Another Invasive Pest Discovered in Pennsylvania (Nov 19, 2012)
Pennsylvania State University. College of Agricultural Sciences.
Penn State researchers recently discovered the African Fig Fly in Pennsylvania for the first time, giving fruit growers across the state another invasive pest to be on the look out for. Zaprionus indianus Gupta, commonly known in Brazil as the African Fig Fly (AFF), was discovered last month by the Pennsylvania Department of Agriculture in grape and pest survey traps. For more information about AFF and other fruit pests, visit Penn State's Fruit Research & Extension Center.
New App Lets You Report Invasive Species (Oct 15, 2012)
Ohio State University Extension.
Ohio State University Extension has released a new app for spotting and tracking invasive species -- non-native organisms such as Asian carps, purple loosestrife and Asian longhorned beetle -- to try to keep them from setting up beachheads and hurting the economy and environment. By using the free Great Lakes Early Detection Network app,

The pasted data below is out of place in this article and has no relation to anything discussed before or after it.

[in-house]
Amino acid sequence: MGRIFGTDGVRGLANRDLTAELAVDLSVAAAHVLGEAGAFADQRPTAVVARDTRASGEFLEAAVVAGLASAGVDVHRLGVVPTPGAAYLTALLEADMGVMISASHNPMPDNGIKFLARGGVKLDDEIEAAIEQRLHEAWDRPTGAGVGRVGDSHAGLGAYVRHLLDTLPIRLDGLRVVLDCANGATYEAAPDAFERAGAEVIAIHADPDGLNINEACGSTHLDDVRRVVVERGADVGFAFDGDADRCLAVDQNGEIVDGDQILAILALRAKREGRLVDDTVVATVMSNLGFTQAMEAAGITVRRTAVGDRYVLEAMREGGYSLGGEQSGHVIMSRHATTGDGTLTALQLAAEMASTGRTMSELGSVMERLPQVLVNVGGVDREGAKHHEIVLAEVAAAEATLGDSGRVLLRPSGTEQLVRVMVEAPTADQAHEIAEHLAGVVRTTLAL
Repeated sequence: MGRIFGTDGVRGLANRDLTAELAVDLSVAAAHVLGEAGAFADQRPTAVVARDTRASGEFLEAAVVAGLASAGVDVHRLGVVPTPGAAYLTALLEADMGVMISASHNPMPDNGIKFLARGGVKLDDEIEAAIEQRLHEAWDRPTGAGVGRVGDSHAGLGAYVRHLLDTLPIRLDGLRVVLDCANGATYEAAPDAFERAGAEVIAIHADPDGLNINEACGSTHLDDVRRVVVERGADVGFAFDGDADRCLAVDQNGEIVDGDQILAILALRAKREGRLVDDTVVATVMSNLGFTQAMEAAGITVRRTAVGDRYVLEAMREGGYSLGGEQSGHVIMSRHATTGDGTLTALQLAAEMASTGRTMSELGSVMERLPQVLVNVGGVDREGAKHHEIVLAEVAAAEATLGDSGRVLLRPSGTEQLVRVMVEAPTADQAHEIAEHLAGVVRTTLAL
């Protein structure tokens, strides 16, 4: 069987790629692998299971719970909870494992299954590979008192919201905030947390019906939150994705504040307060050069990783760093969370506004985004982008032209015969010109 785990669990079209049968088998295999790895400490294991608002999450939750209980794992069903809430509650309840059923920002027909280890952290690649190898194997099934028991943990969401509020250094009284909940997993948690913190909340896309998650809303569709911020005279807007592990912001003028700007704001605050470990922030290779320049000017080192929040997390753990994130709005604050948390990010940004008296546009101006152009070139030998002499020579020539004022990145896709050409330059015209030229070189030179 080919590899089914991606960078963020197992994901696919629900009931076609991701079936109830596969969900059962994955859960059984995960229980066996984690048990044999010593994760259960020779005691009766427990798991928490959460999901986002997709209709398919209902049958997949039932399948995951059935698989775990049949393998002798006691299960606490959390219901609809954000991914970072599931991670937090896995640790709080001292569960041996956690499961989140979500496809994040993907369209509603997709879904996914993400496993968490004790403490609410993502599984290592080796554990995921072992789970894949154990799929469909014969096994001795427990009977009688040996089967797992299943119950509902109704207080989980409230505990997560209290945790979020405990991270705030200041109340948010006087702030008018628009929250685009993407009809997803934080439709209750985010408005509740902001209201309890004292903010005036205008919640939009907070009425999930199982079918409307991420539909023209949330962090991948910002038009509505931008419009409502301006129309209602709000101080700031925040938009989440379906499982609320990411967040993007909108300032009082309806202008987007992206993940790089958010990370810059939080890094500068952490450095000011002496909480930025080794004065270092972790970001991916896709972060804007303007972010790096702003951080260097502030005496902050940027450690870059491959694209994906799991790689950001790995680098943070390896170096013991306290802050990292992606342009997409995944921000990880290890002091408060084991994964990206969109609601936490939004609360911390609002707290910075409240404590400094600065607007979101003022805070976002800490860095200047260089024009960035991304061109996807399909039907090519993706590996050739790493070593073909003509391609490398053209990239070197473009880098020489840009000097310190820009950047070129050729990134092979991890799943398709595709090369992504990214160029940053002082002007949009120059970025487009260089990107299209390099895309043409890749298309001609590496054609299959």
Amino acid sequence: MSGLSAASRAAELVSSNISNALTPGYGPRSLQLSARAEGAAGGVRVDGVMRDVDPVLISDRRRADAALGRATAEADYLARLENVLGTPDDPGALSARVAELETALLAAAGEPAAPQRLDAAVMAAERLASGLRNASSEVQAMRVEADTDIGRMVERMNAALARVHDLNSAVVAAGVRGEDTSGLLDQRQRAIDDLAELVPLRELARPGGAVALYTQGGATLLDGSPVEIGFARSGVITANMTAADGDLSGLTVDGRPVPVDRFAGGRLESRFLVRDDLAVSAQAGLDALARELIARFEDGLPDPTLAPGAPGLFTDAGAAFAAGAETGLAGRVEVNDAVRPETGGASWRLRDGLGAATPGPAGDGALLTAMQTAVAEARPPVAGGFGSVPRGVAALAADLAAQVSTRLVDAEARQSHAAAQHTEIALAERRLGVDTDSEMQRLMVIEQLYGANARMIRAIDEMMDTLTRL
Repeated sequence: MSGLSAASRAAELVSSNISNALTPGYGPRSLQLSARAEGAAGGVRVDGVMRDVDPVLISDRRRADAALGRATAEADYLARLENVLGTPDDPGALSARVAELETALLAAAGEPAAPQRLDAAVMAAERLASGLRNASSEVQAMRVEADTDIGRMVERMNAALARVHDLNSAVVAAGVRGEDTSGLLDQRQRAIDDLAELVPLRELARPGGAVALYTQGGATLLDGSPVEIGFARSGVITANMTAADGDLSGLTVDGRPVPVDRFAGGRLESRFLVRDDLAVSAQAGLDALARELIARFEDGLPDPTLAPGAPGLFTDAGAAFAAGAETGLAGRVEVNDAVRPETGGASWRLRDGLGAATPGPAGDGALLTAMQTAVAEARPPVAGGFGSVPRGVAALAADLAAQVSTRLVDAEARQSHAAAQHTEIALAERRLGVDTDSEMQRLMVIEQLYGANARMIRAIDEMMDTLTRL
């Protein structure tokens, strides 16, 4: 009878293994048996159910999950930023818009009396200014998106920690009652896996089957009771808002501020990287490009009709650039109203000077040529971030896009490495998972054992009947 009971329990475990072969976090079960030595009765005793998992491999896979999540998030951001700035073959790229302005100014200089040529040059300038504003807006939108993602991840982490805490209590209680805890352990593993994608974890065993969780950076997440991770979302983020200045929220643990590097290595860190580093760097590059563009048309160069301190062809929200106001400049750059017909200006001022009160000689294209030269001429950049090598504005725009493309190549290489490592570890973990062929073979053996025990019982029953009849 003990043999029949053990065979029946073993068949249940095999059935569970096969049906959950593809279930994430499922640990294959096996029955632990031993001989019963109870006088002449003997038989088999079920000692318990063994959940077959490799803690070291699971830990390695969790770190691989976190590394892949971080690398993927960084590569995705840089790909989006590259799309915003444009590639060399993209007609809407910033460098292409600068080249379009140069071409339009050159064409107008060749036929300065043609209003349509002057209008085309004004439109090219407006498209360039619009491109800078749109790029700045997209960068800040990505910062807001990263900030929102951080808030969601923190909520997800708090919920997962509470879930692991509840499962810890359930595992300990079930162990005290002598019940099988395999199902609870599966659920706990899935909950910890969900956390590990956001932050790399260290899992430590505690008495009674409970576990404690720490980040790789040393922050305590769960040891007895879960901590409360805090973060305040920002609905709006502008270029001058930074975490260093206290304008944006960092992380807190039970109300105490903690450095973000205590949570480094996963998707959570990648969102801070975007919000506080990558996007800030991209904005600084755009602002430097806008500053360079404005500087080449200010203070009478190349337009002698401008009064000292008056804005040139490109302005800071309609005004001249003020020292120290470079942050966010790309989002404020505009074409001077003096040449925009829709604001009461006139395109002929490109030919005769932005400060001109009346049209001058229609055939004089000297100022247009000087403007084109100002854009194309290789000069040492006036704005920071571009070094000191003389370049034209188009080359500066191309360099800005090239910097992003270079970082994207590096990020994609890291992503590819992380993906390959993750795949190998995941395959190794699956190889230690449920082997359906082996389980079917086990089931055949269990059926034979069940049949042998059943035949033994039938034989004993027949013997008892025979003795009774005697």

a person can take pictures of suspected invasive
species -- whether of farm, forest or water
-- and upload the pictures and locations for
verification. Based on this early warning,
scientists can send out alerts, map the spread
and figure out a battle plan. The network covers
the states of Ohio, New York, Illinois, Indiana,
Wisconsin, Michigan, Minnesota and Pennsylvania.
Emerald Ash Borer Found in Six More Counties; Public Urged Not to Transport Firewood (PDF | 44 KB) (Aug 3, 2012)
Pennsylvania Department of Agriculture.
Emerald Ash Borer beetle has been discovered in Bucks, Franklin, Jefferson, Perry, Snyder and Venango counties. With these new finds, 28 counties are now dealing with the invasive ash tree-killing pest "Emerald Ash Borer beetles have plagued Pennsylvania since 2007 with new
positive sites found each year," said Agriculture Secretary George Greig. "You can help prevent the further spread of these pests by not hauling firewood from place to place. Burn it where you buy it."
State Agencies Issue Alert to Contain Invasive Species in Youghiogheny (PDF | 92 KB) (Jun 11, 2012)
Pennsylvania Department of Conservation and Natural Resources.
With the recent confirmation of the invasive aquatic alga known as didymo, or "rock snot," in the Youghiogheny River, Fayette County, the Pennsylvania Fish and Boat Commission and Department of Conservation and Natural Resources are reminding anglers and boaters that cleaning their gear is the easiest, most effective means of preventing its spread to other waters. During the past two months, state officials have documented didymo blooms in the Youghiogheny River at Ohiopyle State Park, in the Delaware River as far south as Bucks County, and in Dyberry Creek in Wayne County.